Prima facie evidence by third-party documents.
A document in due form purporting to be a bill of lading, policy or certificate of insurance, official weigher's or inspector's certificate, consular invoice, or any other document authorized or required by the contract to be issued by a third party is prima facie evidence of its own authenticity and genuineness and of the facts stated in the document by the third party.
Source:Laws 2005, LB 570, § 26.
Source: Former section 1-202.
Changes from former law: Except for minor stylistic changes, this section is identical to former section 1-202.
1. This section supplies judicial recognition for documents that are relied upon as trustworthy by commercial parties.
2. This section is concerned only with documents that have been given a preferred status by the parties themselves who have required their procurement in the agreement, and for this reason the applicability of the section is limited to actions arising out of the contract that authorized or required the document. The list of documents is intended to be illustrative and not exclusive.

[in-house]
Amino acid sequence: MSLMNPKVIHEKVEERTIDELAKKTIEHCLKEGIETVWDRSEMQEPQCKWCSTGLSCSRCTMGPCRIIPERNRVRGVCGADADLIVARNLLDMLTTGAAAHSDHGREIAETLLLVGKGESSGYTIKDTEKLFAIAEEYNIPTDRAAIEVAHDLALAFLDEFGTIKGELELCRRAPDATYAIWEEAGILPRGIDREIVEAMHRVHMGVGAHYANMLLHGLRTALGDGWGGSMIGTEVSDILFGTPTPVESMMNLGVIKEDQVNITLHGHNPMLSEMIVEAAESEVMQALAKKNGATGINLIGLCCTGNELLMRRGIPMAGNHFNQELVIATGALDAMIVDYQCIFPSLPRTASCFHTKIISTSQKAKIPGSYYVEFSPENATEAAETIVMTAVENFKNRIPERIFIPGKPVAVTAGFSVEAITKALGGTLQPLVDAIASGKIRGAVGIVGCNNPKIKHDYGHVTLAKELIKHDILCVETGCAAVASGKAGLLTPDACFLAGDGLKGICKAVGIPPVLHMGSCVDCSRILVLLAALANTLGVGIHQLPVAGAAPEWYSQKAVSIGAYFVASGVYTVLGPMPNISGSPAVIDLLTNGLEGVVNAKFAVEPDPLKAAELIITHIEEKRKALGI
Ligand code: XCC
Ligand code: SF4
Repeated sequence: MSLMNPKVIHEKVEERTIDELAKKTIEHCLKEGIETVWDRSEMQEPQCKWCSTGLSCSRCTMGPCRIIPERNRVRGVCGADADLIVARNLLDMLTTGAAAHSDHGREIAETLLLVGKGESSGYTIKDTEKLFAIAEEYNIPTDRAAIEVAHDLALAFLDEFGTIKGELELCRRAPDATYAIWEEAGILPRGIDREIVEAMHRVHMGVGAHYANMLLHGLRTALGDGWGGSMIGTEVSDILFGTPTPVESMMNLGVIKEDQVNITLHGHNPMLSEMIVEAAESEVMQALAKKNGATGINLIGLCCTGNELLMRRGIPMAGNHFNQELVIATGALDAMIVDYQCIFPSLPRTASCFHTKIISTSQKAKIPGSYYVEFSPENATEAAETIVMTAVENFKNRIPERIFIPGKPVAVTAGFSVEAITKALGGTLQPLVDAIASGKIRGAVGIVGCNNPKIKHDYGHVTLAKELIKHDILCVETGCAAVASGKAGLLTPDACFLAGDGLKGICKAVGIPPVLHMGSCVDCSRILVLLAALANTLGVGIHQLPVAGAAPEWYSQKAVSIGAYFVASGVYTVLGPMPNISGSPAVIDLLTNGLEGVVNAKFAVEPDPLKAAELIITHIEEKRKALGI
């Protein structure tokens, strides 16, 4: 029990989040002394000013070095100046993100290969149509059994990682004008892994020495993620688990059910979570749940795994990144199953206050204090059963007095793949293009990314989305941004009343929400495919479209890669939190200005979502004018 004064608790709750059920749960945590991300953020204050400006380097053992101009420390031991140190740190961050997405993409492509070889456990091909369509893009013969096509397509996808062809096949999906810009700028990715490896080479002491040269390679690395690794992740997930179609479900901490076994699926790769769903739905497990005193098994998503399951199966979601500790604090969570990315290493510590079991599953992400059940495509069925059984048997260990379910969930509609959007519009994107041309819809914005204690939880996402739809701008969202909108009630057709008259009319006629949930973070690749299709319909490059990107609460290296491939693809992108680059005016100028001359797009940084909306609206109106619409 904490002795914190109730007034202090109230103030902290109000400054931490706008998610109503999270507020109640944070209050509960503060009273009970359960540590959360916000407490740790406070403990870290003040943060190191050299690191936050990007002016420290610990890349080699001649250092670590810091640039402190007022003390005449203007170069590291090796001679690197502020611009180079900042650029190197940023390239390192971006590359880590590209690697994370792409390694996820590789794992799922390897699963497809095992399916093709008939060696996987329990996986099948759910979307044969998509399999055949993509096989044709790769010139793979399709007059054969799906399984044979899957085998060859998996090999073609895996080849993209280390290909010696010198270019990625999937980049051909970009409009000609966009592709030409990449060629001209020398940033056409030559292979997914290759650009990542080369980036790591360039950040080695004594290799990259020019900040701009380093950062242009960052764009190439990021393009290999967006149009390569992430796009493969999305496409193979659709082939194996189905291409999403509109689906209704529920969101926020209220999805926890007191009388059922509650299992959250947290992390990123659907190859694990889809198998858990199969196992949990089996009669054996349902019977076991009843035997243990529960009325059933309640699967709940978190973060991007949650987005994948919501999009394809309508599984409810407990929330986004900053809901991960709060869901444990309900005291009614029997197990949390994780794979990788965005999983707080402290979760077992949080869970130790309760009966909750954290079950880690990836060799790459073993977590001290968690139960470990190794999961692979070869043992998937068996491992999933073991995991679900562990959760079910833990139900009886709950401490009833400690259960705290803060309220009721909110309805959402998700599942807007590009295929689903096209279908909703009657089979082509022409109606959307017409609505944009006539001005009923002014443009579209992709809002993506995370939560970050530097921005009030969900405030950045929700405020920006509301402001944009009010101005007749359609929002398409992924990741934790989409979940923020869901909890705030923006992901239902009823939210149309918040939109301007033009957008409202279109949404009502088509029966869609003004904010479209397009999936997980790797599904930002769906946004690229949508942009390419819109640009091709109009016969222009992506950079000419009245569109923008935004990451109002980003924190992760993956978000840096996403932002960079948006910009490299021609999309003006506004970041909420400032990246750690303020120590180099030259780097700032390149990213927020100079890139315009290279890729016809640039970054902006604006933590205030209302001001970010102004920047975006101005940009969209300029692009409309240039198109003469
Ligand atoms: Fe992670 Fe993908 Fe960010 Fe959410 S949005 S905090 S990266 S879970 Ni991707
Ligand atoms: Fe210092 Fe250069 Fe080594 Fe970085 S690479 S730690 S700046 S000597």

3. The provisions of this section go no further than establishing the documents in question as prima facie evidence and leave to the court the ultimate determination of the facts where the accuracy or authenticity of the documents is questioned. In this connection the section calls for a commercially reasonable interpretation.
4. Documents governed by this section need not be writings if records in another medium are generally relied upon in the context.